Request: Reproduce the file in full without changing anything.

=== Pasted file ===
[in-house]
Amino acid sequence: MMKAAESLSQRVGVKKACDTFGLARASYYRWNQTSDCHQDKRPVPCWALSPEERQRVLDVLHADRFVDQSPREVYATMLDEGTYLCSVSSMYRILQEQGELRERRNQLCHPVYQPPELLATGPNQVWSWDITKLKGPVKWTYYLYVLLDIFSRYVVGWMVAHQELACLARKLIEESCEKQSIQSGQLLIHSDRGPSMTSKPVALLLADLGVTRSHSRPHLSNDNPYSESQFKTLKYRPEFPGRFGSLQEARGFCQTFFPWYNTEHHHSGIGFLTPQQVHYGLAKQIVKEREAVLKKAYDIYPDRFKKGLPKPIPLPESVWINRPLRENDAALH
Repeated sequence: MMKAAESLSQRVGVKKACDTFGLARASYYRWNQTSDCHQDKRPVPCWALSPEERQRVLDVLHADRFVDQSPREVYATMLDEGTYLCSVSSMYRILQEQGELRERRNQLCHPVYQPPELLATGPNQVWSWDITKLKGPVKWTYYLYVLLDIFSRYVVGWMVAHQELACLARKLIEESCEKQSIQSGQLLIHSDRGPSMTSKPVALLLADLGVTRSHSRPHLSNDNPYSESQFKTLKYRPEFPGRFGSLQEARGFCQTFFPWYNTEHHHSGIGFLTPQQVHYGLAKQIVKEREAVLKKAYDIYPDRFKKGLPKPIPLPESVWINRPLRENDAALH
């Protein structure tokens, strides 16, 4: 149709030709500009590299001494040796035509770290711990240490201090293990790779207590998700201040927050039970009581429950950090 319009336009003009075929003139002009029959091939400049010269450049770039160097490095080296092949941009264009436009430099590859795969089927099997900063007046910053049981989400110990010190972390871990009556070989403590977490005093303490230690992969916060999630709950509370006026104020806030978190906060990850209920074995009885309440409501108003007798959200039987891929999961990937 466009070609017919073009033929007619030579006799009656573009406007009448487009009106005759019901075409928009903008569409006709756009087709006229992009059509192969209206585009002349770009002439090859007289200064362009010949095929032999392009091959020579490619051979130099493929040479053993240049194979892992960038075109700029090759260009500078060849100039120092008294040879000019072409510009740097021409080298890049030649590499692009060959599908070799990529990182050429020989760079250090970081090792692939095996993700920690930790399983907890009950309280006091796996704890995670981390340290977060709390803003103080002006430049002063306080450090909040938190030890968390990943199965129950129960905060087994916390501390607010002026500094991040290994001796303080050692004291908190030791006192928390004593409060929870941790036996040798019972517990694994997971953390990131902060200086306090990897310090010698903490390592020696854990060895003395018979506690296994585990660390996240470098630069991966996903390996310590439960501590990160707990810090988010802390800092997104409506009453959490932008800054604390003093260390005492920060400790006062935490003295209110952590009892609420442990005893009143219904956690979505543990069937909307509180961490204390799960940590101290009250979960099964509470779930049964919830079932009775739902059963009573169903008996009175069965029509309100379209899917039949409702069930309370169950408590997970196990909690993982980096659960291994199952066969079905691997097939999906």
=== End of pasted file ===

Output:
[in-house]
Amino acid sequence: MMKAAESLSQRVGVKKACDTFGLARASYYRWNQTSDCHQDKRPVPCWALSPEERQRVLDVLHADRFVDQSPREVYATMLDEGTYLCSVSSMYRILQEQGELRERRNQLCHPVYQPPELLATGPNQVWSWDITKLKGPVKWTYYLYVLLDIFSRYVVGWMVAHQELACLARKLIEESCEKQSIQSGQLLIHSDRGPSMTSKPVALLLADLGVTRSHSRPHLSNDNPYSESQFKTLKYRPEFPGRFGSLQEARGFCQTFFPWYNTEHHHSGIGFLTPQQVHYGLAKQIVKEREAVLKKAYDIYPDRFKKGLPKPIPLPESVWINRPLRENDAALH
Repeated sequence: MMKAAESLSQRVGVKKACDTFGLARASYYRWNQTSDCHQDKRPVPCWALSPEERQRVLDVLHADRFVDQSPREVYATMLDEGTYLCSVSSMYRILQEQGELRERRNQLCHPVYQPPELLATGPNQVWSWDITKLKGPVKWTYYLYVLLDIFSRYVVGWMVAHQELACLARKLIEESCEKQSIQSGQLLIHSDRGPSMTSKPVALLLADLGVTRSHSRPHLSNDNPYSESQFKTLKYRPEFPGRFGSLQEARGFCQTFFPWYNTEHHHSGIGFLTPQQVHYGLAKQIVKEREAVLKKAYDIYPDRFKKGLPKPIPLPESVWINRPLRENDAALH
């Protein structure tokens, strides 16, 4: 149709030709500009590299001494040796035509770290711990240490201090293990790779207590998700201040927050039970009581429950950090 319009336009003009075929003139002009029959091939400049010269450049770039160097490095080296092949941009264009436009430099590859795969089927099997900063007046910053049981989400110990010190972390871990009556070989403590977490005093303490230690992969916060999630709950509370006026104020806030978190906060990850209920074995009885309440409501108003007798959200039987891929999961990937 466009070609017919073009033929007619030579006799009656573009406007009448487009009106005759019901075409928009903008569409006709756009087709006229992009059509192969209206585009002349770009002439090859007289200064362009010949095929032999392009091959020579490619051979130099493929040479053993240049194979892992960038075109700029090759260009500078060849100039120092008294040879000019072409510009740097021409080298890049030649590499692009060959599908070799990529990182050429020989760079250090970081090792692939095996993700920690930790399983907890009950309280006091796996704890995670981390340290977060709390803003103080002006430049002063306080450090909040938190030890968390990943199965129950129960905060087994916390501390607010002026500094991040290994001796303080050692004291908190030791006192928390004593409060929870941790036996040798019972517990694994997971953390990131902060200086306090990897310090010698903490390592020696854990060895003395018979506690296994585990660390996240470098630069991966996903390996310590439960501590990160707990810090988010802390800092997104409506009453959490932008800054604390003093260390005492920060400790006062935490003295209110952590009892609420442990005893009143219904956690979505543990069937909307509180961490204390799960940590101290009250979960099964509470779930049964919830079932009775739902059963009573169903008996009175069965029509309100379209899917039949409702069930309370169950408590997970196990909690993982980096659960291994199952066969079905691997097939999906």